SYNAPSE & SYNAPSE II
INFANT Centre, UCC
SYNAPSE: epilepSY after neoNAtal electrograPhic SEizures
SYNAPSE II: OutcomeS and ElectroencephalographY followiNg NeonAtal EncePhalopathy: an ObSErvational Study
SYNAPSE & SYNAPSE II
- SYNAPSE – EpilepSY After NeoNAtal ElectrograPhic SEizures
- SYNAPSE II – OutcomeS and ElectroencephalographY followiNg NeonAtal EncePhalopathy: an ObSErvational Study
- Professor Geraldine Boylan, Professor of Neonatal Physiology, University College Cork & Director of The Irish Centre for Maternal and Child Health Research (INFANT)
- Professor Deirdre Murray, Consultant Paediatrician and Senior Lecturer, Department of Paediatrics and Child Health, UCC
- Dr Olivia O Mahony, Consultant Paediatric Neurologist, Cork University Hospital
- Dr Brian Walsh, Cork University Maternity Hospital
SYNAPSE I Description:
Neonatal seizures (NS) are seizures that occur in the first twenty-eight days of life. They typically represent a serious underlying neurological insult. Neonates who have experienced seizures are at risk of developing later postnatal epilepsy. The true incidence of post neonatal epilepsy (PNE) following NS in term infants is not known. Previously, neonatal seizures were diagnosed clinically only whereas many seizures are electrographic only. The aim of this project is to determine the incidence of PNE following electrographic confirmed NS in an Irish cohort of infants. In this study, we will also review the characteristics of infants at risk of NS who die.
SYNAPSE II Description:
The primary aim of SYNAPSE II is to investigate if qualitative and quantitative features of EEG are associated with MRI brain pattern injury and neurodevelopmental outcomes in infants with HIE, recruited from two large European multi-centre studies. EEG can play a huge role in prognostication following neonatal encephalopathy. Earlier studies have focused on the qualitative features of EEG, though the objective nature of quantitative EEG analysis offers several benefits and limits inter-human variability in EEG interpretation. EEG analysis twinned with early MRI brain imaging may better prognosticate for infants following neonatal encephalopathy and ensure more prompt and focused early intervention.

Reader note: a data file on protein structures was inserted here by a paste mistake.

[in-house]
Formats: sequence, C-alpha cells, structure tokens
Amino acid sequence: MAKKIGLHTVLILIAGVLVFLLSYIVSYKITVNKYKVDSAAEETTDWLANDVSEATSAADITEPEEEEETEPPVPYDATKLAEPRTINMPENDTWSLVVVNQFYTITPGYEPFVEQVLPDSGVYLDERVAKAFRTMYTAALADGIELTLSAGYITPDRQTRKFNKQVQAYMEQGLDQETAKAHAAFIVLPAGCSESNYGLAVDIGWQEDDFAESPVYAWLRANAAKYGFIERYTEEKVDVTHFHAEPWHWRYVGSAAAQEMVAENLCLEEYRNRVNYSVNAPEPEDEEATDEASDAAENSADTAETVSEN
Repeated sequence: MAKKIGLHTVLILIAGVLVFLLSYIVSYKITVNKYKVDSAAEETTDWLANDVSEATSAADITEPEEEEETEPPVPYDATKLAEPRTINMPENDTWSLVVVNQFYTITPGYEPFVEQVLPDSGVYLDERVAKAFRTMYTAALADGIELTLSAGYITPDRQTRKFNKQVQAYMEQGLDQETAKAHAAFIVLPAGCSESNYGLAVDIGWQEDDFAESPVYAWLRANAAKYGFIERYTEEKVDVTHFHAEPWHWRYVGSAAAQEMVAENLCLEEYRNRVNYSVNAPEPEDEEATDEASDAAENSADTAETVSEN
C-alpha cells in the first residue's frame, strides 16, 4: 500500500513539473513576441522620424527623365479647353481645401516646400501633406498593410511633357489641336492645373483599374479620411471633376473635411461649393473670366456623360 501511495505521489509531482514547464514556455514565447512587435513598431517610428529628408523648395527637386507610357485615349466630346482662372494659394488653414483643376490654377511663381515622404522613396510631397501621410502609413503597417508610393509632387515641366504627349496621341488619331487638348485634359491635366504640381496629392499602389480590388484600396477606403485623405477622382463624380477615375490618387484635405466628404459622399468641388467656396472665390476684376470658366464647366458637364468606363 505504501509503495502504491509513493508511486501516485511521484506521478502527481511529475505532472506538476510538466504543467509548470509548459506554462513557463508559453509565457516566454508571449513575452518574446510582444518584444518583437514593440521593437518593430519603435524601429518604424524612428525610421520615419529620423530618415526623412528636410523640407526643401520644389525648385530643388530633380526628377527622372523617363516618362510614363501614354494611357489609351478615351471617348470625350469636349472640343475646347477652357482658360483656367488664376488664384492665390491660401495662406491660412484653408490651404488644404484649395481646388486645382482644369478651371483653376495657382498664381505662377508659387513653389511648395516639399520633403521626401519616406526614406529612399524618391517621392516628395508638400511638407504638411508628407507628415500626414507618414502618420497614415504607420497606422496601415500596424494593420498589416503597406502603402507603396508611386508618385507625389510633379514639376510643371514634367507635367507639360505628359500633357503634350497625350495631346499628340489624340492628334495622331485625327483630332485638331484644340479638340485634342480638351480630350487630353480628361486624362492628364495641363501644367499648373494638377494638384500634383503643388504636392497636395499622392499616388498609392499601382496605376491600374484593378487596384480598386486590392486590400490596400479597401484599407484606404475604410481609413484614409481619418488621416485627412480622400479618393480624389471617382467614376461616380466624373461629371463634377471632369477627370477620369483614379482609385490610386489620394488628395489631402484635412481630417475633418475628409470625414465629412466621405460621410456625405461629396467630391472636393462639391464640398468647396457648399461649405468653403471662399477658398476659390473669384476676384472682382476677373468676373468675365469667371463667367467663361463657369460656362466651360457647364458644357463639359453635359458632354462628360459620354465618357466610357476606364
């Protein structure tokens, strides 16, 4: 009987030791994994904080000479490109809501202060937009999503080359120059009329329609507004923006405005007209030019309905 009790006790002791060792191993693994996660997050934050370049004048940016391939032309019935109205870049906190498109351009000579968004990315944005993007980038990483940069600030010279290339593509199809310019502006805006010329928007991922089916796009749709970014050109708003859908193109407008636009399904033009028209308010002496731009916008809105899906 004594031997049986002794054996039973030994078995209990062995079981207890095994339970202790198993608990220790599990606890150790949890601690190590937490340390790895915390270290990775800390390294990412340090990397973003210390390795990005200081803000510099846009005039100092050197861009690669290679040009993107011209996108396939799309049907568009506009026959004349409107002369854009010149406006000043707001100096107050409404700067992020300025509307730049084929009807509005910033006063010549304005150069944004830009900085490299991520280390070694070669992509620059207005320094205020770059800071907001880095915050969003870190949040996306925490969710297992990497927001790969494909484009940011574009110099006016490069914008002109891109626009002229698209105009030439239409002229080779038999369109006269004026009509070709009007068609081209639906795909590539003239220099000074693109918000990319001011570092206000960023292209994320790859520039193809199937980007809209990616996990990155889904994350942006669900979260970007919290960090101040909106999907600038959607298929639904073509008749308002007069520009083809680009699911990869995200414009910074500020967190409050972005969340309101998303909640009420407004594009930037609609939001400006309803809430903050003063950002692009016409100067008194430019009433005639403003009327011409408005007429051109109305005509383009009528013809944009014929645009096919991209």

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NEPTuNE Scholar: Carol Stephens
I graduated from NUI Galway in 2014 and have been working in paediatrics for the last six years. Currently on Higher Specialist Training, I am a member of the Royal College of Physicians of Ireland and the Royal College of Paediatrics and Child Health UK.
My areas of special interest in paediatrics include neuro-disability and palliative care. Both specialities are closely intertwined and are areas that are growing in paediatrics. I hope my PhD allows me to focus on infants and children who are at risk of neuro-disability with an aim of better understanding outcome and prognostication following neonatal encephalopathy. This in turn will advocate for earlier and more targeted follow up of the most at-risk infants.